Space Syntax has developed world-leading methods for analysing spatial layout, observing patterns of space use within the hospital environment and designing ward layouts and hospital circulations which optimise space use and interaction.
These techniques work by measuring the properties of spatial layouts that users perceive: lines of sight along streets and corridors, visual fields from public spaces, reception areas and nurse stations and degrees of privacy and openness.
Using Space Syntax methodology it is possible to measure the direct consequences of layout design such as movement, levels of co-presence and interaction, and patterns of anti-social behaviour – burglary, vandalism and theft.
Our objective is to ensure that hospital designs fulfill the expectations of all their users: patients, staff and visitors.
We do this using tailor-made design techniques to create customer-focused solutions. Our computer models can be used at every stage of the design process from briefing to strategic design and evaluation.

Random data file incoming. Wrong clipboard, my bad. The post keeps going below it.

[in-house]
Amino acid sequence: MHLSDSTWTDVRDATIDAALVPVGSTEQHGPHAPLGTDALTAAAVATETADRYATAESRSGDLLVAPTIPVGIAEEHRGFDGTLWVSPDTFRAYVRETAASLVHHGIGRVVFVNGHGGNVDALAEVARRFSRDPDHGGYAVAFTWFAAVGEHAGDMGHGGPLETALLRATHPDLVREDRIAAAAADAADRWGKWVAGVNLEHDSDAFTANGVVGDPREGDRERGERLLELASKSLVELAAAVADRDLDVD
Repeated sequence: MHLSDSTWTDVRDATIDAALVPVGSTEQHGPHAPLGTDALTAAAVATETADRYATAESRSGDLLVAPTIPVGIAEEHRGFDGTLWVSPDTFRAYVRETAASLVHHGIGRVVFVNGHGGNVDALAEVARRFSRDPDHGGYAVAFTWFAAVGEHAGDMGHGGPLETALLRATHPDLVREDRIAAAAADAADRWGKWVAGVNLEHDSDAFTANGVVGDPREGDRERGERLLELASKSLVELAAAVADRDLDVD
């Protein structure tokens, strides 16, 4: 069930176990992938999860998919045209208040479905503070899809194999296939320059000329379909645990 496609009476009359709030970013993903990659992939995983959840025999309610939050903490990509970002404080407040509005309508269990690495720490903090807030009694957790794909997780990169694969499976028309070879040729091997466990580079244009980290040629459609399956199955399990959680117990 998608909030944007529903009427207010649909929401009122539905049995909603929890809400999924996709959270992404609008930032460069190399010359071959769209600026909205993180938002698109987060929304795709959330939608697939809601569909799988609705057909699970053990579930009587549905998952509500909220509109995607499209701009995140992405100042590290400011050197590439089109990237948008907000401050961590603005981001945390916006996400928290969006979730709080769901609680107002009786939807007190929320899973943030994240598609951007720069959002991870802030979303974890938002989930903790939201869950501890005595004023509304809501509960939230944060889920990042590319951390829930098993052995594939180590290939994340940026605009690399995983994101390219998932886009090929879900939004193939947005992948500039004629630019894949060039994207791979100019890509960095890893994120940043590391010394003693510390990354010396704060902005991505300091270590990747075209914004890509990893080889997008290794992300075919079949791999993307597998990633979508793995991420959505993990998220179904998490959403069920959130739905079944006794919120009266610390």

Our focus is people. We help to create places that offer comfort, safety, privacy and dignity to their users. We offer a series of evidence-based design techniques that can substantially reduce the risk involved in the hospital design process.
Our recent work with NHS Estates investigates how different ward types – Nightingale, 50/50s and exclusively single-bed wards – affect movement and interaction patterns. Our findings show that the spatial layout of well-designed wards can accommodate requirements of privacy, close nurse-patient access and surveillance and reduced travel distance for nurses, while at the same time provide opportunities for co-presence and informal interaction.
In 1994 our work on crime, security and space use was published as Health Facilities Note 05 – Design Against Crime: a strategic approach to hospital planning.